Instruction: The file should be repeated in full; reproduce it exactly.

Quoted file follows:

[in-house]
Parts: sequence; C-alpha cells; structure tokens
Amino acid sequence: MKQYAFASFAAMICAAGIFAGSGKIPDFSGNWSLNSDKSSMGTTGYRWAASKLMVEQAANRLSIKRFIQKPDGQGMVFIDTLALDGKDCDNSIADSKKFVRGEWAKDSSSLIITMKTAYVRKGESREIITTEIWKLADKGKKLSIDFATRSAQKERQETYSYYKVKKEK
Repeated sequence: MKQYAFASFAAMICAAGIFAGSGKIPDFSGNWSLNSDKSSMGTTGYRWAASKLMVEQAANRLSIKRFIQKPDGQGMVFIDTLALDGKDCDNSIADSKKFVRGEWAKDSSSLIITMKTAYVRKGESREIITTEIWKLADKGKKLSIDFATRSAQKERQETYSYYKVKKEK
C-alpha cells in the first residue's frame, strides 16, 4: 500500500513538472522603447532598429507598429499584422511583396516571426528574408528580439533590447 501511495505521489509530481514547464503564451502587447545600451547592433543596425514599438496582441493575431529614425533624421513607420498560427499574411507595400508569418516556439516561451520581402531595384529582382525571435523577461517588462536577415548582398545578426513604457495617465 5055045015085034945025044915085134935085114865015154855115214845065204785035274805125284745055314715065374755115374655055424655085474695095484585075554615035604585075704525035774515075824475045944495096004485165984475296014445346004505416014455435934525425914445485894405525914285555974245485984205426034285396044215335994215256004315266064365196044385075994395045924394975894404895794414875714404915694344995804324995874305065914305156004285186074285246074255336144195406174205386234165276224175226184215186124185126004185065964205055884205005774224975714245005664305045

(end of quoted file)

[in-house]
Parts: sequence; C-alpha cells; structure tokens
Amino acid sequence: MKQYAFASFAAMICAAGIFAGSGKIPDFSGNWSLNSDKSSMGTTGYRWAASKLMVEQAANRLSIKRFIQKPDGQGMVFIDTLALDGKDCDNSIADSKKFVRGEWAKDSSSLIITMKTAYVRKGESREIITTEIWKLADKGKKLSIDFATRSAQKERQETYSYYKVKKEK
Repeated sequence: MKQYAFASFAAMICAAGIFAGSGKIPDFSGNWSLNSDKSSMGTTGYRWAASKLMVEQAANRLSIKRFIQKPDGQGMVFIDTLALDGKDCDNSIADSKKFVRGEWAKDSSSLIITMKTAYVRKGESREIITTEIWKLADKGKKLSIDFATRSAQKERQETYSYYKVKKEK
C-alpha cells in the first residue's frame, strides 16, 4: 500500500513538472522603447532598429507598429499584422511583396516571426528574408528580439533590447 501511495505521489509530481514547464503564451502587447545600451547592433543596425514599438496582441493575431529614425533624421513607420498560427499574411507595400508569418516556439516561451520581402531595384529582382525571435523577461517588462536577415548582398545578426513604457495617465 5055045015085034945025044915085134935085114865015154855115214845065204785035274805125284745055314715065374755115374655055424655085474695095484585075554615035604585075704525035774515075824475045944495096004485165984475296014445346004505416014455435934525425914445485894405525914285555974245485984205426034285396044215335994215256004315266064365196044385075994395045924394975894404895794414875714404915694344995804324995874305065914305156004285186074285246074255336144195406174205386234165276224175226184215186124185126004185065964205055884205005774224975714245005664305045